By Channing Lefebvre
Hand copperplate printing has not changed for centuries. No essential difference will be found between modern presses and those found in old illustrations. The principle is quite simple: The printing plate on which the sheet of paper is laid is run under pressure between two large cylinders of equal size, the printing plate resting upon a solid iron plate and a felt blanket being placed on the paper in order to cushion it. The pressure between the cylinders can be adjusted. The press is operated by hand with the aid of a large star wheel or fly wheel.
The plate is warmed before inking. Ink is applied copiously with a pad so that the recesses in the plate are filled. Superfluous ink is removed with a second pad, with soft spoiled sheets of paper and finally with the palm of the hand. The printer can vary this procedure, as he thinks fit. He can wipe the plate vigorously so that only a soft ink tone remains; he can also wipe some of the ink out of the recesses so that a connective tone is obtained. Typical of all intaglio prints is a filmy plate tone, which connects all the elements of the picture together. The plate (with beveled edges), being impressed in the soft damp paper under pressure results in the image area of the plate being pressed absolutely smooth. The height of the ink being raised on the paper depends on the depth of the engraved line in the plate. This is often apparent to the naked eye and can certainly be seen under a magnifying glass or felt by running the finger lightly over the line. Sometimes in prints of other kinds the edge of the plate is subsequently pressed into the paper in order to fake a copperplate print from the hand press. However, the connoisseur will not be deceived; he looks to see whether the plate edge, the picture and tone all come from the same printing plate.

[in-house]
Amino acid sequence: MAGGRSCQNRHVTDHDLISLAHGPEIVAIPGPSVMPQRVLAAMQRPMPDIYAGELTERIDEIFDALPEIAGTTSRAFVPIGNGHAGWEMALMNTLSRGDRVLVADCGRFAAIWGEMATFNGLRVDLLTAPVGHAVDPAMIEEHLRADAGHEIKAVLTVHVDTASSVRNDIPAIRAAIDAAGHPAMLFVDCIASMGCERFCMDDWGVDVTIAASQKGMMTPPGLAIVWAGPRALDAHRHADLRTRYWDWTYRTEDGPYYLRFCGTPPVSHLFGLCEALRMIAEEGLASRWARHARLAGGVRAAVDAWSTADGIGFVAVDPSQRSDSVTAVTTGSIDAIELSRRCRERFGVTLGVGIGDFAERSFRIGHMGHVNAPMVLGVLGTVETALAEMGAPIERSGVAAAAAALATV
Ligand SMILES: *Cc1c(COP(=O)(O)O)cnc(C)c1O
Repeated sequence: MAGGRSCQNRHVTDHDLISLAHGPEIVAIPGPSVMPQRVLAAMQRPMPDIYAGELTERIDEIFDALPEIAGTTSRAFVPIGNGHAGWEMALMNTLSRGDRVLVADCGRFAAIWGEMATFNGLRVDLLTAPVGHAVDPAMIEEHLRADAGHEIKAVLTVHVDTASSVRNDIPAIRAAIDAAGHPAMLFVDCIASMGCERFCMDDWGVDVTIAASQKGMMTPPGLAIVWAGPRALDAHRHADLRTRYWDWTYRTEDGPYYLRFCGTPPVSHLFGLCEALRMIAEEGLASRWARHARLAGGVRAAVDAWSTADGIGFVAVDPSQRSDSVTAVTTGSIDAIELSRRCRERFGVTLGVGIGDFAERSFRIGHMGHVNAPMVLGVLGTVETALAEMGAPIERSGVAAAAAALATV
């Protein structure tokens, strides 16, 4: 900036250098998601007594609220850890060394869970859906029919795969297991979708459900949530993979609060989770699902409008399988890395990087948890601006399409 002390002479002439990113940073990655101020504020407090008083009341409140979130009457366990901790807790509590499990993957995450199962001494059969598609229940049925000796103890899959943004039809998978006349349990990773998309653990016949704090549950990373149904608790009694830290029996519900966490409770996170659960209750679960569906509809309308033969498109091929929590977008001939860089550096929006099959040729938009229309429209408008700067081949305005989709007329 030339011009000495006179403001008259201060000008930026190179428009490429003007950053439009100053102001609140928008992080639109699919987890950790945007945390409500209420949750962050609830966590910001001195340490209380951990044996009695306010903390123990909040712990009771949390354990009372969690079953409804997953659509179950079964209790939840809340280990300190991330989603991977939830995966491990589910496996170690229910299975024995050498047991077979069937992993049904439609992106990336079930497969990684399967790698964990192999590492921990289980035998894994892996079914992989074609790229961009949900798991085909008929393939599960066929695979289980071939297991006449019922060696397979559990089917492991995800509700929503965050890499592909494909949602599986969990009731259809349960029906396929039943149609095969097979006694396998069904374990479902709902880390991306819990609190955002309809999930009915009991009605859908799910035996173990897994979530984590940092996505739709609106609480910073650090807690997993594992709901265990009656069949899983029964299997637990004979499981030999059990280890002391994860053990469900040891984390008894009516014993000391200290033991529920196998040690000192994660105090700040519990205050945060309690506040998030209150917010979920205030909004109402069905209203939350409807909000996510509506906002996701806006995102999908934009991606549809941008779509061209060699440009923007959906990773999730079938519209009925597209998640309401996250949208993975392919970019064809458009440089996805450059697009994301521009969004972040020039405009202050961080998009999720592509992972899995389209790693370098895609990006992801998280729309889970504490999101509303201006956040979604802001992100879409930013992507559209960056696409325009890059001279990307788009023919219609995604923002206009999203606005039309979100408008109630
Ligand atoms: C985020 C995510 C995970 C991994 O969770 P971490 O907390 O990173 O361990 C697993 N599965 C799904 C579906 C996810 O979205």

Lithographic zinc plates are sometimes also printed in a copperplate hand press; but the edge, which is not usually beveled, and the dipped comers do not produce a pleasing imprint in the paper. It is not the plate edge that is typical of a litho print but the mark left on the paper where pressure was first applied by the scraper of the hand litho press. Even genuine lithographs sometimes have a considerable amount of ink along the edge, especially when, as in the case of Toulouse-Lautrec, the artist lithographs up to the very edge of the stone. The round edge of the stone is impressed into the paper during the printing operation.
Channing Lefebvre has worked in the Blumberg engraving department for 26 years and is the Senior Engraving Press Operator. He has been a practicing printmaker for 41 years.
Source: A Handbook of Graphic Reproduction Processes. Felix Brunner, 2nd edition, 1964, Arthur Niggli, Switzerland.